Resumé Items that Raise Red Flags

By Jenny Byrd

Your resumé just hit the hiring manager’s desk. The seconds are counting down as your credentials are skimmed and evaluated. A quick decision will be made about whether to reject you or consider you further, so making an initial positive impression is critical. Here are several red flags that employers agree will send your résumé into the “no” pile instantly.

  • Job Hopping. If you have a history of not staying in one position for any length of time, employers may wonder whether you get bored easily or can’t keep a job. If there is a good reason that your employment stints have been short-term such as a spouse in the military, tell employers upfront so they don’t draw their own conclusions.
  • Glaring Grammar Goofs. Spelling and improper grammar mistakes can get your résumé immediately tossed, because employers will assume that you are a person who does not pay attention to detail. Résumé are supposed to be very polished, so having mistakes could be seen as a reflection of your working style.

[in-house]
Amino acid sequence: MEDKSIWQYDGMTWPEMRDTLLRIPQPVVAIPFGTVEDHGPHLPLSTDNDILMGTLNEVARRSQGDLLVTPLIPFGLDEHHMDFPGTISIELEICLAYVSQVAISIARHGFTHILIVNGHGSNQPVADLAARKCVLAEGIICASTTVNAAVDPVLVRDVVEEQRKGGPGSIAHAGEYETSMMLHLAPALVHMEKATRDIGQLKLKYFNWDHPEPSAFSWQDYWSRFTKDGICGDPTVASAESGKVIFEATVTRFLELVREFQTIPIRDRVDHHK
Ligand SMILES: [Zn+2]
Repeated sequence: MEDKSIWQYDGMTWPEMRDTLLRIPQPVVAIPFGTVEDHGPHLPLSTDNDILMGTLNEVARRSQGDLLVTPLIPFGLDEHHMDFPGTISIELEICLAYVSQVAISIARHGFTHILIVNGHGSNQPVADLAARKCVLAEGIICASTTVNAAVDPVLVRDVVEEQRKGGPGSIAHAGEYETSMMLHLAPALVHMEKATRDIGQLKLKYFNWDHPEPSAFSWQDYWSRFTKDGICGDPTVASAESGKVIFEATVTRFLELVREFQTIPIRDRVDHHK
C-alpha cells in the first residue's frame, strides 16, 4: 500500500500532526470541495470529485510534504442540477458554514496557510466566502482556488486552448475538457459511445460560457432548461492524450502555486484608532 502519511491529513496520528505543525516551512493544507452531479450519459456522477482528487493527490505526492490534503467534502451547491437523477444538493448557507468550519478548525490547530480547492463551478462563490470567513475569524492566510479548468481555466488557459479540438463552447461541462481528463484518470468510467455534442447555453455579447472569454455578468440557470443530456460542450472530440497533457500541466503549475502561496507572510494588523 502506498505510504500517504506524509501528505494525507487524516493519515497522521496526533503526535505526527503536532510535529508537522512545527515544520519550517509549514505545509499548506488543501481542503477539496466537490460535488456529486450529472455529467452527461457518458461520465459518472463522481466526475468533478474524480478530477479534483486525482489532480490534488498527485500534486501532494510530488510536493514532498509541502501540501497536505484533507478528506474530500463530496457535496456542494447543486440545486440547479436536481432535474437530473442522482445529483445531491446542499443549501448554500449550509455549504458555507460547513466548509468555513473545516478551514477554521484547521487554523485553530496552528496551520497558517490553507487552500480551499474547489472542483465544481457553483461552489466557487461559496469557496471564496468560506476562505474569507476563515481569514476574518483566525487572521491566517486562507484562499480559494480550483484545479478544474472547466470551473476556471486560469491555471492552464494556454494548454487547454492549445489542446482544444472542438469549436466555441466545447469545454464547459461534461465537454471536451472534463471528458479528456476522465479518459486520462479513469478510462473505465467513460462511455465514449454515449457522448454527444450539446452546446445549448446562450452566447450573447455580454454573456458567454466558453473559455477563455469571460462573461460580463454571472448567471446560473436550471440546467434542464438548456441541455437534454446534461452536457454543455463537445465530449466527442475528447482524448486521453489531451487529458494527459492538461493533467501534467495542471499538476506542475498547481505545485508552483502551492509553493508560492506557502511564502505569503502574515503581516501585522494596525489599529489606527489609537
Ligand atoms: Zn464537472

• Writing Wreckage. Even for jobs that don’t require perfectly written text, employers still want to see written evidence that you can communicate well. Writing unclearly on your resume sends the message that you can’t communicate once on the job.
  • Under Achiever. If you list nothing but your job duties at each job, rather than what you achieved in each position, you will signal that you only met the basic requirements. Hiring managers are looking for employees who have a proven track record of achievement and accomplishments above and beyond that of an average candidate.
  • Look How Great I Am. Putting statements in your resume like “respected leader,” “creative innovator” or “visionary thinker” are the kinds of things former employers or co-workers can say about you, but you should not say about yourself. Stick to objective experience and accomplishments only.
  • Moving Target. Most employers want to scan your resume and get a quick understanding of how you have progressed within one or two fields, rather than trying to piece together why you have experience as a salesperson, a medical assistant, and then possibly a musician. Unrelated job pursuits will cause employers to be skeptical about your commitment to the role you are applying for.

To make those valued seconds count, spruce up your résumé and scrutinize it carefully, because you can be sure that your prospective employer will.

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